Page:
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administration adopted affection agent America answer army assembly authority become Bedford Bernard body Boston Britain British called carried cause Charles charter chief civil claimed colonies constitution continued council court crown duty elected England English equally established expressed force freedom friends gave give given governor grant Grenville hand held hope house of commons hundred Hutchinson important independence inhabitants interest Ireland king king's land legislative legislature liberty Lord March Massachusetts measures ment mind minister ministry nature never North officers opinion parliament party passed peace persons petition Pitt pounds present principles proposed protection province question raised reason received refused remained repeal representatives resistance resolved respect sent spirit stamp act taken taxation thought thousand tion town trade union Virginia vote whole wish wrote York
Stran 132 - At the same time, let the sovereign authority of this country over the colonies be asserted in as strong terms as can be devised, and be made to extend to every point of legislation, that we may bind their trade, confine their manufactures, and exercise every power whatsoever, except that of taking their money out of their pockets without their consent.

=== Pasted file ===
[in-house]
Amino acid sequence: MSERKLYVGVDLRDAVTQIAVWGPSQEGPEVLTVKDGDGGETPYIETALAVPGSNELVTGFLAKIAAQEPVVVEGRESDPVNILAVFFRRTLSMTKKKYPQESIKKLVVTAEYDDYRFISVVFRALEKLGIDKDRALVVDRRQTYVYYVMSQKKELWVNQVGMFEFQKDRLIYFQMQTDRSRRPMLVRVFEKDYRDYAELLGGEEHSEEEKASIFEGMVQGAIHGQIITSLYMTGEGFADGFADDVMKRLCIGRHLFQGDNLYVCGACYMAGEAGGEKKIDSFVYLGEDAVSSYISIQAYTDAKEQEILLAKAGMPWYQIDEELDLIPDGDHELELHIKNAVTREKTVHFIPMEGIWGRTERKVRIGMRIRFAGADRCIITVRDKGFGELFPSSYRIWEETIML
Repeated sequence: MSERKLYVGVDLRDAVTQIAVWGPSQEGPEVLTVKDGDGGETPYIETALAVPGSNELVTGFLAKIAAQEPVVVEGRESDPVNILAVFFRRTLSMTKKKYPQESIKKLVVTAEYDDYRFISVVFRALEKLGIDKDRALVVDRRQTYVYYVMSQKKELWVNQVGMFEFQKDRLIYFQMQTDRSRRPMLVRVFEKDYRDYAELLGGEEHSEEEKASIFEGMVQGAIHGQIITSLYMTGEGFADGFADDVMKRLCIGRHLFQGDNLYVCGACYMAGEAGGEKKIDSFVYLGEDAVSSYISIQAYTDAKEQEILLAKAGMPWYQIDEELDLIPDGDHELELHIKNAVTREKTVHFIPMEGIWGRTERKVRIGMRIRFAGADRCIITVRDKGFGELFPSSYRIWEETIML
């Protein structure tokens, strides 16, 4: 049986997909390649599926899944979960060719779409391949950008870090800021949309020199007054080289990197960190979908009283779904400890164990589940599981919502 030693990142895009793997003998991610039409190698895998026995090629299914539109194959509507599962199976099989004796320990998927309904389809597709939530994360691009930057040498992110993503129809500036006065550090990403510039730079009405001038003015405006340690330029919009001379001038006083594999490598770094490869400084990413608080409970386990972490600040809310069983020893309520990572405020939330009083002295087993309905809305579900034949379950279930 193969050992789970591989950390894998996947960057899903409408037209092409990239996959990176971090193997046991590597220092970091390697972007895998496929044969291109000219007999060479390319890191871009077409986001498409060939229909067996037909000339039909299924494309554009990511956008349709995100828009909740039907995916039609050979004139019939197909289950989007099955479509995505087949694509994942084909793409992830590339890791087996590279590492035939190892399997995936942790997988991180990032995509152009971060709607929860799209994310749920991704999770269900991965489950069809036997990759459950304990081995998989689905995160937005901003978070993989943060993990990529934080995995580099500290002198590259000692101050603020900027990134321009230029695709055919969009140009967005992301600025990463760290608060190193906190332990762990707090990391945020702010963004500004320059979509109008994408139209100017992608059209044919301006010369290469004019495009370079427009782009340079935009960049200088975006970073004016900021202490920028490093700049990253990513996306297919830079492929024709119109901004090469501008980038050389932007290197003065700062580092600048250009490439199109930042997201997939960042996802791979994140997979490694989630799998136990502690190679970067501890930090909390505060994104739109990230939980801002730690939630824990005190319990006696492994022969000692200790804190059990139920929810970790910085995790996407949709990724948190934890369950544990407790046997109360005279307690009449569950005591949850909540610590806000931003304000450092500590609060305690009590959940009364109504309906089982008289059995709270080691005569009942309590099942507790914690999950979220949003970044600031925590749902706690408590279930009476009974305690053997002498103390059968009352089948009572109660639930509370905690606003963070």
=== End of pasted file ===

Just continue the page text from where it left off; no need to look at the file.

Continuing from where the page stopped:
Stran 16 - Britain; and that the King's Majesty, by and with the advice and consent of the Lords spiritual and temporal and Commons of Great Britain in Parliament assembled, had, hath and of right ought to have, full power and authority to make laws and statutes of sufficient force and validity to bind the colonies and people of America, subjects of the Crown of Great Britain in all cases whatsoever.
Stran 68 - They nourished up by YOUR indulgence! — they grew by your neglect of them. As soon as you began to care about them, that care was. exercised in sending persons to rule them...
Stran 63 - I always consider the settlement of America with reverence and wonder, as the opening of a grand scene and design in Providence for the illumination of the ignorant, and the emancipation of the slavish part of mankind all over the earth.
Stran 265 - Is it not amazing that at a time when the rights of humanity are defined and understood with precision, in a country, above all others, fond of liberty, that in such an age and...
Stran 69 - However superior to me in general knowledge and experience, the respectable body of this house may be, yet I claim to know more of America than most of you, having seen and been conversant in that country. The people, I believe, are as truly loyal, as any subjects the king has ; but a people jealous of their liberties, and who will vindicate them, if ever they should be violated ; — but the subject is too delicate, and I will say no more.
Stran 131 - Be to her faults a little blind Be to her virtues very kind." Upon the whole, I will beg leave to tell the house what is my opinion. It is, that the stamp act be repealed absolutely, totally, and immediately.
Stran 124 - House to tax America, I was ill in bed. If I could have endured to have been carried in my bed, so great was the agitation of my mind for the consequences, I would have solicited some kind hand to have laid me down on this floor, to have borne my testimony against it.
Stran 125 - Great Britain, give and grant to Your Majesty, what? Our own property? No. We give and grant to Your Majesty, the property of Your Majesty's Commons of America.